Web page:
Daniel H. Pink is the author of the bestselling A Whole New Mind, a former speechwriter for Al Gore, and a lecturer on economic transformation and the new workplace. In this ambitious book, he takes a hard look at what animates high performance and creates satisfaction in our lives and also discusses the three primary elements of true motivation.
Pink begins with a summary of the pioneering work of Harry Harlow, a professor of psychology, and Edward Deci, another psychologist, who made startling discoveries about human motivation. The first did experiments and research to come up with the motivation theory that the performance of a task can be its own reward. Deci went many steps further in a 1975 book and concluded that instead of the old higher pay incentive, many people have an "inherent tendency to seek out novelty and challenges, to extend and exercise their capacities to explore, and to learn." Drawing on four decades of scientific research, Pink challenges businesses and institutions of all types to partake in fresh strategies to boost performance.
The two traditional spurs to motivation were the biological drive and the reward-and-punishment drive. These two models dangling a carrot in front of someone or wielding a sharp stick are no longer viable. Pink lays out seven reasons why these two approaches are severely flawed:
1. They can extinguish intrinsic motivation.
2. They can diminish performance.
3. They can crush creativity.
4. They can crowd out good behavior.
5. They can encourage cheating, shortcuts, and unethical behavior.
6. They can become addictive.
7. They can foster short-term thinking.
External incentives are no longer the name of the game. A growing number of workers, says Pink, are seeking jobs that are creative, interesting, and self-directed.
With stout-hearted energy, the author covers experiments by diverse companies to boost performance and to address the human propensity to do something for its inherent satisfaction. These are presented under what he calls "the three elements of motivation autonomy, mastery, and purpose." With ROWEs (the brainchild of Cali Ressler and Jody Thompson), companies allow employees to show up when they want and keep their own schedule; the only rule is that they get their work done. Another business encourages workers to spend up to 15 percent of their time on projects of their own making. Another technique that encourages self-motivation is "homeshoring" where customer service reps work at home and at their own pace. Other businesses are creating flow-friendly environments where the creativity and mastery of employees is encouraged. And still others are beginning to take seriously workers' needs to devote themselves to a cause larger than themselves; they are factoring this desire into their organizational life and policies with volunteer programs and the like.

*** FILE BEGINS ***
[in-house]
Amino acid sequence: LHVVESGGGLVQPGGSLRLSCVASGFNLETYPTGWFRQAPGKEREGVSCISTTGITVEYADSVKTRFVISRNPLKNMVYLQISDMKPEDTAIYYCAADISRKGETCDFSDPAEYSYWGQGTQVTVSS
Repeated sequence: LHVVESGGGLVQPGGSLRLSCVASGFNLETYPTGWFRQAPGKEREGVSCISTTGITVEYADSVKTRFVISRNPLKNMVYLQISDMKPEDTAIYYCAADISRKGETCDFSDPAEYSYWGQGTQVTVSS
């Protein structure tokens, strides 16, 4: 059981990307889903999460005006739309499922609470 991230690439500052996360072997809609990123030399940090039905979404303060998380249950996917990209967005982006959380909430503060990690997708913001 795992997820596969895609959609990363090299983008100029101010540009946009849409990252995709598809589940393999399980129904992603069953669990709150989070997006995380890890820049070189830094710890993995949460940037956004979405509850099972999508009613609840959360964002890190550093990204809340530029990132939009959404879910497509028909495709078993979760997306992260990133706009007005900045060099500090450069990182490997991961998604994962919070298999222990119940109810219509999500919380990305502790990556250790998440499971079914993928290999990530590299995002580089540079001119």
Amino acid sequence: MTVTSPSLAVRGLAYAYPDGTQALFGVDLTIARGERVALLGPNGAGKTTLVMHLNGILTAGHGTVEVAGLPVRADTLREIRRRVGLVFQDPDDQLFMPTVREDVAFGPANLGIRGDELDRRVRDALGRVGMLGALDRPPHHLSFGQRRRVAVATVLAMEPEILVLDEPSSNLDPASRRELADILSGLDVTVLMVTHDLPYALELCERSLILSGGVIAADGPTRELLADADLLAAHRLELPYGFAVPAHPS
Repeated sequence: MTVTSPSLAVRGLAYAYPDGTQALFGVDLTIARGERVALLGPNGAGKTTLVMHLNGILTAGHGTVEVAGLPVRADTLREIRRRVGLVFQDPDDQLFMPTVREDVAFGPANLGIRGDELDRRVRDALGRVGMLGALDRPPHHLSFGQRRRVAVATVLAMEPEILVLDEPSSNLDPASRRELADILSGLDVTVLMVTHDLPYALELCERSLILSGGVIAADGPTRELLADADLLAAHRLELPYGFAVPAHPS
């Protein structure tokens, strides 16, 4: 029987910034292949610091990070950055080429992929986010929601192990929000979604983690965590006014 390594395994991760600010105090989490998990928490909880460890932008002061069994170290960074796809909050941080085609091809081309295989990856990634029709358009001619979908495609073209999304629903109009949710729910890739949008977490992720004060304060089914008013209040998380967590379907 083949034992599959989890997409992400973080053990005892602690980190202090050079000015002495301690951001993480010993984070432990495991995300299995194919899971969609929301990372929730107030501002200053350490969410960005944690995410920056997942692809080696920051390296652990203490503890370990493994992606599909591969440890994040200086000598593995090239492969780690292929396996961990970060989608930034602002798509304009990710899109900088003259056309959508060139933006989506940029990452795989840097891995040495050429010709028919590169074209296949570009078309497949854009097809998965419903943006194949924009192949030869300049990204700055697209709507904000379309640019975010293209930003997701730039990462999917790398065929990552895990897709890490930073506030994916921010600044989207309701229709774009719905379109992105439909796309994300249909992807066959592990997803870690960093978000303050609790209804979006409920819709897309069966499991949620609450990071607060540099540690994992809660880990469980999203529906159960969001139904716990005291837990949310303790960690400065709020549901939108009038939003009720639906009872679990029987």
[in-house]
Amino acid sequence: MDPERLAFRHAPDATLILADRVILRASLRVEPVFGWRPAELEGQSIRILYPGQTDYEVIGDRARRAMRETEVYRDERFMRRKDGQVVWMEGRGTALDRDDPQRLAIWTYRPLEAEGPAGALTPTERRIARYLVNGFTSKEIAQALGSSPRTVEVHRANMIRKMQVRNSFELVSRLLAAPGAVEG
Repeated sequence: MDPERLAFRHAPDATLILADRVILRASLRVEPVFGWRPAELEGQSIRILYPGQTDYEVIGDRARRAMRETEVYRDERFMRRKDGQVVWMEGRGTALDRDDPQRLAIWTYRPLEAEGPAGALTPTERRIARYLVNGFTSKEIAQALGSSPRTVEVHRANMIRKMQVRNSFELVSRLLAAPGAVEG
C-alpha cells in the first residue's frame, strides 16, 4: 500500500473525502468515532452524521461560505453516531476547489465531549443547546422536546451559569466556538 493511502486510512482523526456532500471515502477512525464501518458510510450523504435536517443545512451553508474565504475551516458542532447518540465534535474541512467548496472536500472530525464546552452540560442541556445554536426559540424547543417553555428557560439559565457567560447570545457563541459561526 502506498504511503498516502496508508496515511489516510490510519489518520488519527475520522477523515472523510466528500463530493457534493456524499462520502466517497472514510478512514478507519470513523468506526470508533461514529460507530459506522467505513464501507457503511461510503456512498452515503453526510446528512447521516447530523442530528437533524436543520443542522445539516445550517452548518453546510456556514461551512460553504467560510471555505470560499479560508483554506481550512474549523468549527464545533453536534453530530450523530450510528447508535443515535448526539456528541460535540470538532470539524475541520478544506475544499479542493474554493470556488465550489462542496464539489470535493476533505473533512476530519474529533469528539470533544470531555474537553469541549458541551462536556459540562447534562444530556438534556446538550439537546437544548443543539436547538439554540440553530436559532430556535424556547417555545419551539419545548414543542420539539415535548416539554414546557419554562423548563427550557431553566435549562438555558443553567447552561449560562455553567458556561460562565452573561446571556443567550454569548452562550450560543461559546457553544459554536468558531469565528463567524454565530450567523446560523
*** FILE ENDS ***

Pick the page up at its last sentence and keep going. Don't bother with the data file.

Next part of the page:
In an unusual but impressive move, Pink has crafted a 70-page "Toolkit" at the back of the book consisting of Nine Strategies for Awakening Your Motivation; Nine Ways to Improve Your Company, Office, or Group; Nine Ideas for Helping Our Kids; Fifteen Essential Books; Six Business Thinkers Who Get It; and even a Fitness Plan for Those Want to Stay Motivated About Exercise. Pink gives a Twitter Summary of the Book: "Carrots & sticks are so last century. Drive says for 21st century work we need to upgrade to autonomy, mastery, & purpose."